In person, the howl of the Howler is horrific! You feel it in your chest and are sure something terrible is about to happen. The loudest land animals, they can be heard clearly 3 miles away. From Wiki: The function of howling is thought to relate to intergroup spacing and territory protection, as well as possibly to mate-guarding.
Taken in Belize at the Mayan ruins of Xunantunich. Audio has not been enhanced.
Belize CRAZY MONKEYS !!! Monkey River Eco Tours Placencia
Head out on a fun day with Monkey River Eco Tours Placencia Belize to Monkey River to see crocodiles, birds, turtles, herons and howler monkeys up close!
Newborn Howler monkey at BFREE in Belize
During March 2016, we observed a relatively rare event in which a newborn Howler monkey had fallen from a tree adjacent to the bunkhouse. The BFREE reserve has a healthy population of howler monkeys and at least 5 - 7 troops are regularly identified in the area.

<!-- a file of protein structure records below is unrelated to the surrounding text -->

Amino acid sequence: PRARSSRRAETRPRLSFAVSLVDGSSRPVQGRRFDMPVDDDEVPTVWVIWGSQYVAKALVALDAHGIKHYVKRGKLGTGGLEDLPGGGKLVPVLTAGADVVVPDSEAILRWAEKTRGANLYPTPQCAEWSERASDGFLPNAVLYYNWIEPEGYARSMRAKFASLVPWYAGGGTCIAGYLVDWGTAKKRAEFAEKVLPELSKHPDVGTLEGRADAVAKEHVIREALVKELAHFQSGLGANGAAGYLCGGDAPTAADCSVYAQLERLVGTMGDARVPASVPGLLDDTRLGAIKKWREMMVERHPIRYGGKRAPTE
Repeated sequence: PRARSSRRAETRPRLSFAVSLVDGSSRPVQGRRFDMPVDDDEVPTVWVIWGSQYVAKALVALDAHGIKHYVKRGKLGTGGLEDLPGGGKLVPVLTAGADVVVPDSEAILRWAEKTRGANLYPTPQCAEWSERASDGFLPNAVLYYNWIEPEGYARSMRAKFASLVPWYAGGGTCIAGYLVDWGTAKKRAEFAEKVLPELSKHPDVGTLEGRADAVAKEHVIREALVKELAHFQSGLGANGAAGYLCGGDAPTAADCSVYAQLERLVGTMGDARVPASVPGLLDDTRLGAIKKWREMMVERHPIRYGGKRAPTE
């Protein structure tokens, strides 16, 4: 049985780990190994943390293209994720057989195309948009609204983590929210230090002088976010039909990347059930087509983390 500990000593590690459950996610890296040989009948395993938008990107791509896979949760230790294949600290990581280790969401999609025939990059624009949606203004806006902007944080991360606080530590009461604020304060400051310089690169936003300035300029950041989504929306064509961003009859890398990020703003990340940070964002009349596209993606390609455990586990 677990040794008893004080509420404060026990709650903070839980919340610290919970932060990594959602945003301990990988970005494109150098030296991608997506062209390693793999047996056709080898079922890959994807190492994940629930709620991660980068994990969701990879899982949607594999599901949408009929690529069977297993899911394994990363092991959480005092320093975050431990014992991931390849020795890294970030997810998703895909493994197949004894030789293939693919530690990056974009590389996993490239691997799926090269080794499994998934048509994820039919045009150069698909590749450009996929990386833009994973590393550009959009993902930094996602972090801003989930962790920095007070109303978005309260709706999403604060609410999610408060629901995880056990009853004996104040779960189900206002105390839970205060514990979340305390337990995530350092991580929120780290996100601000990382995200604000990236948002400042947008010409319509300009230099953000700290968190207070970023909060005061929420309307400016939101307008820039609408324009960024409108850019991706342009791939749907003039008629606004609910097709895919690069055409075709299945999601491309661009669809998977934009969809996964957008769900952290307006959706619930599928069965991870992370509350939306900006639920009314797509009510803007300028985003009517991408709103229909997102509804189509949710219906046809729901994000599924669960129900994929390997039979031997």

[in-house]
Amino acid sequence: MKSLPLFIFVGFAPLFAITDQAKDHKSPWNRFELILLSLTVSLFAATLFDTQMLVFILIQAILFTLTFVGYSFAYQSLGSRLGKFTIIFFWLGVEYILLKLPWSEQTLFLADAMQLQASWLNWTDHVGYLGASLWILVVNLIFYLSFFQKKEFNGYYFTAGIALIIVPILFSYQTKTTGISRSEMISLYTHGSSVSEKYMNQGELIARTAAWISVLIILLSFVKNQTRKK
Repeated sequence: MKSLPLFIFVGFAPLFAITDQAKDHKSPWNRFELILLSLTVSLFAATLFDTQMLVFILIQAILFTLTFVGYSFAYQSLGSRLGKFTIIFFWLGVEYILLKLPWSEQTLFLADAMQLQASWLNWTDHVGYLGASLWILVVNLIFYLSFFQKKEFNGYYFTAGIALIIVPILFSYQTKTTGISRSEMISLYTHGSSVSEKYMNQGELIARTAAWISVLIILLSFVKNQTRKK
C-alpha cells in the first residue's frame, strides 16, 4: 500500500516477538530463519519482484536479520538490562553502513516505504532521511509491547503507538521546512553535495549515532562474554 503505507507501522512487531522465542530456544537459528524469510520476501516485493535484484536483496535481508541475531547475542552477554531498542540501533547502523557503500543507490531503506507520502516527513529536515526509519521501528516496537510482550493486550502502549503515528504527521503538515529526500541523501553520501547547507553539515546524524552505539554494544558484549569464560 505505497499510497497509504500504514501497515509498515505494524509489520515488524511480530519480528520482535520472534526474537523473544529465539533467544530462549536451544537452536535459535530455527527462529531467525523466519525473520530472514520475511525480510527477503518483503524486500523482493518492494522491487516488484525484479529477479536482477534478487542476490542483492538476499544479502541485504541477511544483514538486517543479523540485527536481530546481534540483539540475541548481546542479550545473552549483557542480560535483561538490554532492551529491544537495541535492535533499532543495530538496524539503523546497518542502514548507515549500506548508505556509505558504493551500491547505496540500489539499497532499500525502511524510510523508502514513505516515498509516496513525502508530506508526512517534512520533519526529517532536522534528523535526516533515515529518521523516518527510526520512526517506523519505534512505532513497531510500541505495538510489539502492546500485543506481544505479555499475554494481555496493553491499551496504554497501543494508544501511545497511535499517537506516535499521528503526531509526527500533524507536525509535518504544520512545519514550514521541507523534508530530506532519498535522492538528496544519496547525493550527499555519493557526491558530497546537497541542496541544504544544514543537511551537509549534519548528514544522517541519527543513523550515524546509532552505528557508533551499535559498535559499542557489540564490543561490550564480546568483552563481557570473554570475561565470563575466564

Sounds of the Howler Monkey
The first time you hear a howler monkey up close it is a little scary. This one was somewhere above us but we never saw it. See our photos here!
Howler monkeys love flowers!
Yucatan black howler monkeys are herbivorous, with a highly specialized gut that is able to make the maximum use of the leaves they eat. In rehab here at Wildtracks, we help them build their foraging skills through enrichment, encouraging them to hunt to find their favourite leaves and flowers from the bamboo holders provided.
Everyone approaches the enrichment in their own way - something we never forget as we help them through the rehab process...all monkeys are individuals, all move at their own speed through rehabilitation. There is no "one size fits all". Catering for the individual needs may be why, after five years and 40 released individuals, we have a 90%+ first year survival rate, and an over 75% long term survival rate spanning the five years since the first releases. Last year was the first time wild babies were born to the released rehab troops, with 11 youngsters added to the Fireburn population since then. Yucatan black howler monkeys are globally endangered, with populations in Belize, Mexico and Guatemala being impacted by large scale land clearance and forest fragmentation. Join us in making a difference - follow their stories and share their successes!